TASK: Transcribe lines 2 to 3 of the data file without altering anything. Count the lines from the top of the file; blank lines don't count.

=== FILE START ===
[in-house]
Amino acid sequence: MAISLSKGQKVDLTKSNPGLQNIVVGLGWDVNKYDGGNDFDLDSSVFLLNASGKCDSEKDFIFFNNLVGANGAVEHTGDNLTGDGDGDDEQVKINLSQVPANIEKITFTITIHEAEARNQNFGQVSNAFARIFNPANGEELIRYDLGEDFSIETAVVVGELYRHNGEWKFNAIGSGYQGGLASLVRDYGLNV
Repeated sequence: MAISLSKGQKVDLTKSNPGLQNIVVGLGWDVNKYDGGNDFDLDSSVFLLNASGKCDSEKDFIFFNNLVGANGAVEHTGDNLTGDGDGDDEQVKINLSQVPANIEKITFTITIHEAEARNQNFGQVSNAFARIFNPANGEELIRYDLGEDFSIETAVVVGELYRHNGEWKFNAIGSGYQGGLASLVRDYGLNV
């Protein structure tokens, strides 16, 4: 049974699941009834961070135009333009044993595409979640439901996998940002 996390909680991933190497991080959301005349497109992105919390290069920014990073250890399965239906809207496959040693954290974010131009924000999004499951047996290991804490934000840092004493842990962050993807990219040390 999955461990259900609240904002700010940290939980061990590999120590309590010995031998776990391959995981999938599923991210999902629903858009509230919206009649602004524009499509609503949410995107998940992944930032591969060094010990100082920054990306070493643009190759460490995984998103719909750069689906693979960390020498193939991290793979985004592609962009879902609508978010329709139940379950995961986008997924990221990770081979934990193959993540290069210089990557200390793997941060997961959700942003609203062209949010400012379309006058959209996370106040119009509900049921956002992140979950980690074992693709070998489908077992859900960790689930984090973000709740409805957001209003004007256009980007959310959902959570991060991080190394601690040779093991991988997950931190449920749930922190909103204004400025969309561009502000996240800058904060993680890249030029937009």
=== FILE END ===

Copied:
Amino acid sequence: MAISLSKGQKVDLTKSNPGLQNIVVGLGWDVNKYDGGNDFDLDSSVFLLNASGKCDSEKDFIFFNNLVGANGAVEHTGDNLTGDGDGDDEQVKINLSQVPANIEKITFTITIHEAEARNQNFGQVSNAFARIFNPANGEELIRYDLGEDFSIETAVVVGELYRHNGEWKFNAIGSGYQGGLASLVRDYGLNV
Repeated sequence: MAISLSKGQKVDLTKSNPGLQNIVVGLGWDVNKYDGGNDFDLDSSVFLLNASGKCDSEKDFIFFNNLVGANGAVEHTGDNLTGDGDGDDEQVKINLSQVPANIEKITFTITIHEAEARNQNFGQVSNAFARIFNPANGEELIRYDLGEDFSIETAVVVGELYRHNGEWKFNAIGSGYQGGLASLVRDYGLNV